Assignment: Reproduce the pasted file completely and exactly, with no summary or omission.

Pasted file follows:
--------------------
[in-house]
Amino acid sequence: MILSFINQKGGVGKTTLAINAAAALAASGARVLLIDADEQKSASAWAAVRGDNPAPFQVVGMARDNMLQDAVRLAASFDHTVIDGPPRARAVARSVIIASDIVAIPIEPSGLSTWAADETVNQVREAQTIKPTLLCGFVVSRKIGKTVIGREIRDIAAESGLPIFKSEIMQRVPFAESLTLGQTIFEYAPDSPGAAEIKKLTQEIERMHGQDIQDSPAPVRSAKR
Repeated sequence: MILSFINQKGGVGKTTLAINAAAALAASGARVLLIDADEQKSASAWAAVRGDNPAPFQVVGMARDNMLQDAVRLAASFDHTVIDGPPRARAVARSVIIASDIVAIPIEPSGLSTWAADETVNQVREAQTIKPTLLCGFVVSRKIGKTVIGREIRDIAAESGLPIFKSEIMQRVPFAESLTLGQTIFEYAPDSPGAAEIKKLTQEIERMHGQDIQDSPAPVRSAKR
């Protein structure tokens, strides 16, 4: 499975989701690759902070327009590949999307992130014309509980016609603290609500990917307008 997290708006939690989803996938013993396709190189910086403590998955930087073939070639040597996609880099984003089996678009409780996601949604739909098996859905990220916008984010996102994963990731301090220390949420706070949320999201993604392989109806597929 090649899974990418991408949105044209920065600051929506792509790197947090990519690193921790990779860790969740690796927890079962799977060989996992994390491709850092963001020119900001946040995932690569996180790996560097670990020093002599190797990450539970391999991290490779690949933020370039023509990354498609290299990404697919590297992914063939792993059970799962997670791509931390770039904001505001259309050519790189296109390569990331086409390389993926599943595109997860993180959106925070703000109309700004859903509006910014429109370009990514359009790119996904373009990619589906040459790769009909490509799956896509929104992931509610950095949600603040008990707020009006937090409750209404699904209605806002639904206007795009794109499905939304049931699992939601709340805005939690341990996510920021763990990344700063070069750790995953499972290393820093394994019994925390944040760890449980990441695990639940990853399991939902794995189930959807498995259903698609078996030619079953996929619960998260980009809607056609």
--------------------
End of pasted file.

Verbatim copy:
[in-house]
Amino acid sequence: MILSFINQKGGVGKTTLAINAAAALAASGARVLLIDADEQKSASAWAAVRGDNPAPFQVVGMARDNMLQDAVRLAASFDHTVIDGPPRARAVARSVIIASDIVAIPIEPSGLSTWAADETVNQVREAQTIKPTLLCGFVVSRKIGKTVIGREIRDIAAESGLPIFKSEIMQRVPFAESLTLGQTIFEYAPDSPGAAEIKKLTQEIERMHGQDIQDSPAPVRSAKR
Repeated sequence: MILSFINQKGGVGKTTLAINAAAALAASGARVLLIDADEQKSASAWAAVRGDNPAPFQVVGMARDNMLQDAVRLAASFDHTVIDGPPRARAVARSVIIASDIVAIPIEPSGLSTWAADETVNQVREAQTIKPTLLCGFVVSRKIGKTVIGREIRDIAAESGLPIFKSEIMQRVPFAESLTLGQTIFEYAPDSPGAAEIKKLTQEIERMHGQDIQDSPAPVRSAKR
């Protein structure tokens, strides 16, 4: 499975989701690759902070327009590949999307992130014309509980016609603290609500990917307008 997290708006939690989803996938013993396709190189910086403590998955930087073939070639040597996609880099984003089996678009409780996601949604739909098996859905990220916008984010996102994963990731301090220390949420706070949320999201993604392989109806597929 090649899974990418991408949105044209920065600051929506792509790197947090990519690193921790990779860790969740690796927890079962799977060989996992994390491709850092963001020119900001946040995932690569996180790996560097670990020093002599190797990450539970391999991290490779690949933020370039023509990354498609290299990404697919590297992914063939792993059970799962997670791509931390770039904001505001259309050519790189296109390569990331086409390389993926599943595109997860993180959106925070703000109309700004859903509006910014429109370009990514359009790119996904373009990619589906040459790769009909490509799956896509929104992931509610950095949600603040008990707020009006937090409750209404699904209605806002639904206007795009794109499905939304049931699992939601709340805005939690341990996510920021763990990344700063070069750790995953499972290393820093394994019994925390944040760890449980990441695990639940990853399991939902794995189930959807498995259903698609078996030619079953996929619960998260980009809607056609």